Three white, working-class men, heads bowed, wistful eyes, lips pursed in silent prayer, are visibly overcome with emotion. They are baseball umpires, pressing their caps to their hearts in a show of reverence for two Little League teams. While reverence appears in many forms, it shares one characteristic. It makes us feel as though we are both larger than life and smaller than an ant with great immediacy and certainty. Experiencing these paradoxical emotions in the same instance is powerful enough to take our breath away.
In his book Reverence, Humanities Professor Paul Woodruff defines the virtue of reverence as the combination of awe, respect and shame, but I beg to differ. There is no shame in reverence. Reverence engenders humility but being humble is not the same as feeling shame. There is no shame among the three umpires who clasp their baseball caps to their hearts. Awe, respect and humility, I say, that is what reverence is. The integrity and sanctity of baseball is much larger than the three men, or for that matter, much larger than any one of us. Reverence makes us feel large because we are deeply connected to something greater than ourselves.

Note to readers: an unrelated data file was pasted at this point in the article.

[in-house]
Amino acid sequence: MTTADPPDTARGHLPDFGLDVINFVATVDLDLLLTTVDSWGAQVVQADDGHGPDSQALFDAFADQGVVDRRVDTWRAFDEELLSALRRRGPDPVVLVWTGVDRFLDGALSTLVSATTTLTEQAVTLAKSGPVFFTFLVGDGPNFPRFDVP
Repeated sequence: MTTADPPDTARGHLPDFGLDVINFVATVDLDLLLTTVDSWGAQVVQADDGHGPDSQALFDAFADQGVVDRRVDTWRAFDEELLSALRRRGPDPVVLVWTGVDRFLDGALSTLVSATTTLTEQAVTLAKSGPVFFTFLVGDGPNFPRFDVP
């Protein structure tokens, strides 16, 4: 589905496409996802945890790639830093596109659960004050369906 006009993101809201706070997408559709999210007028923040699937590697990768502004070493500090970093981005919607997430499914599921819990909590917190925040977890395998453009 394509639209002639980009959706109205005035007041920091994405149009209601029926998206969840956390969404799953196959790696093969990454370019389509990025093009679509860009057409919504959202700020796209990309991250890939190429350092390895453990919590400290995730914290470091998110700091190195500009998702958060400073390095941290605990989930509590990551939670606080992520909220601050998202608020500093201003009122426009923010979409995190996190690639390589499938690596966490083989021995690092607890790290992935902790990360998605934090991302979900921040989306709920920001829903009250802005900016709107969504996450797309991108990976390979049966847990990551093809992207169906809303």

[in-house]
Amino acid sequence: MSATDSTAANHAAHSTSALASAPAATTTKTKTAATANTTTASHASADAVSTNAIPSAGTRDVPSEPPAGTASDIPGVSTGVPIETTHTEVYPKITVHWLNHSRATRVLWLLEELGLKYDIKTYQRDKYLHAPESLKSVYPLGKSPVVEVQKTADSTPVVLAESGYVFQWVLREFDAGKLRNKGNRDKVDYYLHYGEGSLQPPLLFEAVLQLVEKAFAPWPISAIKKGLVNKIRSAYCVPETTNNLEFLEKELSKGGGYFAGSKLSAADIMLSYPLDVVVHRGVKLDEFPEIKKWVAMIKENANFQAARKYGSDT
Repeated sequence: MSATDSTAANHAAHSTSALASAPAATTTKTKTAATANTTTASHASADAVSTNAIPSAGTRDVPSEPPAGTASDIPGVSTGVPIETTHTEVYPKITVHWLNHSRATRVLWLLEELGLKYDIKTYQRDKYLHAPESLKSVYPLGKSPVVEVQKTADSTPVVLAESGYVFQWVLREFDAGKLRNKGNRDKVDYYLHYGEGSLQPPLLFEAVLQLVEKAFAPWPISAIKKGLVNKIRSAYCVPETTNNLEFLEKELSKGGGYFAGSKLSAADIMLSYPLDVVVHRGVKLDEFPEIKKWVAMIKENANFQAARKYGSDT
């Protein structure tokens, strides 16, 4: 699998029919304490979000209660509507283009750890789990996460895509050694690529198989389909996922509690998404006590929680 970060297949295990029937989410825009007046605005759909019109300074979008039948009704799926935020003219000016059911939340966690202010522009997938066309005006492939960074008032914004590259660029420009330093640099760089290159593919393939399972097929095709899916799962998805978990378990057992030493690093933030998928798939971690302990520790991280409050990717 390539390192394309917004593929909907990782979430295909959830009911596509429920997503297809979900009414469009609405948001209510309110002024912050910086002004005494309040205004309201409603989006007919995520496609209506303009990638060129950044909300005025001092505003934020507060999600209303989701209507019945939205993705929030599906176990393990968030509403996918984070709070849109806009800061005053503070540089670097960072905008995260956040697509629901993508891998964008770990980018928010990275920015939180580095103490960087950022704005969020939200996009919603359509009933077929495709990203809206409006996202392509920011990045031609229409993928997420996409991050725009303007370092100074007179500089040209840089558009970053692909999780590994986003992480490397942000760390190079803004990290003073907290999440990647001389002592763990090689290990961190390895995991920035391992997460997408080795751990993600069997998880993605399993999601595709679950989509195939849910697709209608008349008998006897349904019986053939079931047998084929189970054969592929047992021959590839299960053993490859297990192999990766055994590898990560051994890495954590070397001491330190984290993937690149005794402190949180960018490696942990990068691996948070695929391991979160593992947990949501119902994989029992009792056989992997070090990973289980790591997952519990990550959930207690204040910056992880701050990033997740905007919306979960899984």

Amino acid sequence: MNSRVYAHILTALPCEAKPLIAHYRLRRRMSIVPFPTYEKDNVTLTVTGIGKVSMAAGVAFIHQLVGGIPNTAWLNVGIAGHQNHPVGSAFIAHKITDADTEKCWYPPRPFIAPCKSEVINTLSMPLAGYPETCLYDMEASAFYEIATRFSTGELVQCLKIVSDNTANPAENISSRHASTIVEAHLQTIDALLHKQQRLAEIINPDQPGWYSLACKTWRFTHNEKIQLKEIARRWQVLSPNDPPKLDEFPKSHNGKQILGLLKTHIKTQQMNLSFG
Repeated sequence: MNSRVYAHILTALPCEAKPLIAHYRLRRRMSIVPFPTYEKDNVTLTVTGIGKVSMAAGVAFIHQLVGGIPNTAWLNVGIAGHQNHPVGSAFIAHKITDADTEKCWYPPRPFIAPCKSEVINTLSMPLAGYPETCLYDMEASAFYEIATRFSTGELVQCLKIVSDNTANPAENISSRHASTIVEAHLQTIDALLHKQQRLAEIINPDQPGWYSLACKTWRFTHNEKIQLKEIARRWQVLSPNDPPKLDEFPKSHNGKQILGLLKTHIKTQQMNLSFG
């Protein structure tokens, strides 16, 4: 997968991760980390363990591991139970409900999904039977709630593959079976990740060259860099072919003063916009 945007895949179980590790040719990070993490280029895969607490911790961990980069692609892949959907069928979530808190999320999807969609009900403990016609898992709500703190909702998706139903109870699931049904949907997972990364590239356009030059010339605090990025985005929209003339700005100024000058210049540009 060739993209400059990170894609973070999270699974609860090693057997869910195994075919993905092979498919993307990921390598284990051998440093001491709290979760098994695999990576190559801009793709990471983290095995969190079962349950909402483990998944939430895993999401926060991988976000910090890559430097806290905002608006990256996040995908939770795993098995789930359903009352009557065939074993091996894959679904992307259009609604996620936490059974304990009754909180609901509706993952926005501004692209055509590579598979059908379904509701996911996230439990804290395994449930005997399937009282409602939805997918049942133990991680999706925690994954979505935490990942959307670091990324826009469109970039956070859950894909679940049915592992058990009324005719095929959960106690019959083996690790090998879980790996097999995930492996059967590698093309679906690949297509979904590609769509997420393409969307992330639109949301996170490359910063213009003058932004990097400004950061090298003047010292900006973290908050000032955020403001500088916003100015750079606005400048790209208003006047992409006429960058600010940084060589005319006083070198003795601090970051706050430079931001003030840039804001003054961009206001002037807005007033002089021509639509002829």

It is important to have a trigger to remind us of reverence. Paul Woodruff’s book is just that trigger—a reminder to base our ethics on virtues rather than rules. He invites us to examine the qualities of being morally good that are dependent on virtues such as honesty, compassion, courage, and prudence....
Aspiring to embrace reverence in our individual lives is not an easy pursuit, even for those of us who write books about reverence or spend the time reading books that explore reverence. Reverence encompasses many virtues that are not held to be as valuable as the heavenly virtues found in Pilgrim’s Progress or the twelve virtues expounded in great detail by Aristotle. Virtue has been shelved as archaic, no longer necessary when greed, power and corruption are the chief components needed to win success in the Twenty-First Century.
Our post-modern world has forgotten the virtues that set the tableau for reverence to spring to life with the same vivid imagery as the three Little League umpires whose caps cover their hearts. The noisy clatter of irreverent voices is everywhere and so confusing that we lose sight of what is in our heart and what tethers us together to make us the part of something grand and larger than ourselves. Do we show respect for one another? Are we losing sight of respect and how we show it? Experience awe, respect, and humility—reverence offers us the ability to experience a full range of emotions in knowing that something is far greater than any one of us—in that proposition therein lies our great hope for humanity.